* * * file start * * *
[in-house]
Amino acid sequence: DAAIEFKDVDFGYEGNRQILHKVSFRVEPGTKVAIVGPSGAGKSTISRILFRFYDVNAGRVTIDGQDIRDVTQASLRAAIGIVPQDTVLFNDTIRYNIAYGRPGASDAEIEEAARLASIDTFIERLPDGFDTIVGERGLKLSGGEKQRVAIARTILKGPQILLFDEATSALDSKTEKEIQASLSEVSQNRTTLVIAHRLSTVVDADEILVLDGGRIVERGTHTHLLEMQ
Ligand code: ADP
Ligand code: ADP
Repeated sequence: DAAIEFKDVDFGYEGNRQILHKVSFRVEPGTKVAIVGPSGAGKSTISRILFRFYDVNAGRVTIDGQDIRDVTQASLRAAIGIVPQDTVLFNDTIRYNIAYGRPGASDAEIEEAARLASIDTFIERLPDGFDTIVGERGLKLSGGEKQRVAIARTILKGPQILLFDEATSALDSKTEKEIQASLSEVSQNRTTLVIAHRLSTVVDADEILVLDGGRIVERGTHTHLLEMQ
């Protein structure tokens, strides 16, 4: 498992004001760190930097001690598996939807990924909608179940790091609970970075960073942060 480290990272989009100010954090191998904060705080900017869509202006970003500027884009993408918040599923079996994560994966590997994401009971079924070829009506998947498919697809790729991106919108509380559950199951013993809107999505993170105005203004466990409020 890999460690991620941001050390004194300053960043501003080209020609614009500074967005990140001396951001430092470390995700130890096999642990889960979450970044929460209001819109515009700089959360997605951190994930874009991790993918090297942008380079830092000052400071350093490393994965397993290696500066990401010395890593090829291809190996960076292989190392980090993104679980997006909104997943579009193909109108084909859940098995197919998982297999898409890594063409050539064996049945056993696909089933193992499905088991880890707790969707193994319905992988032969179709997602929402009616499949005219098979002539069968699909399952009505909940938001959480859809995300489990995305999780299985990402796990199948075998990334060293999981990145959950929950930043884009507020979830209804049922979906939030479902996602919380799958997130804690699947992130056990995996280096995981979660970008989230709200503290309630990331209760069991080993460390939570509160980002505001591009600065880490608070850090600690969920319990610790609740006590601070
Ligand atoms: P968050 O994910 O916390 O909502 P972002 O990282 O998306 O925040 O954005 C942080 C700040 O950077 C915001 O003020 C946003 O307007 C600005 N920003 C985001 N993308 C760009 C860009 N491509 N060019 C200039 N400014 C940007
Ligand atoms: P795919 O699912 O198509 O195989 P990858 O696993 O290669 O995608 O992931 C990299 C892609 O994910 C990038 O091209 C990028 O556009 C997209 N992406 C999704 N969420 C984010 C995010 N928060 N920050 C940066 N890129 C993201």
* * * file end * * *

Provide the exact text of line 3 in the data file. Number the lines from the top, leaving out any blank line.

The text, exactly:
Ligand code: ADP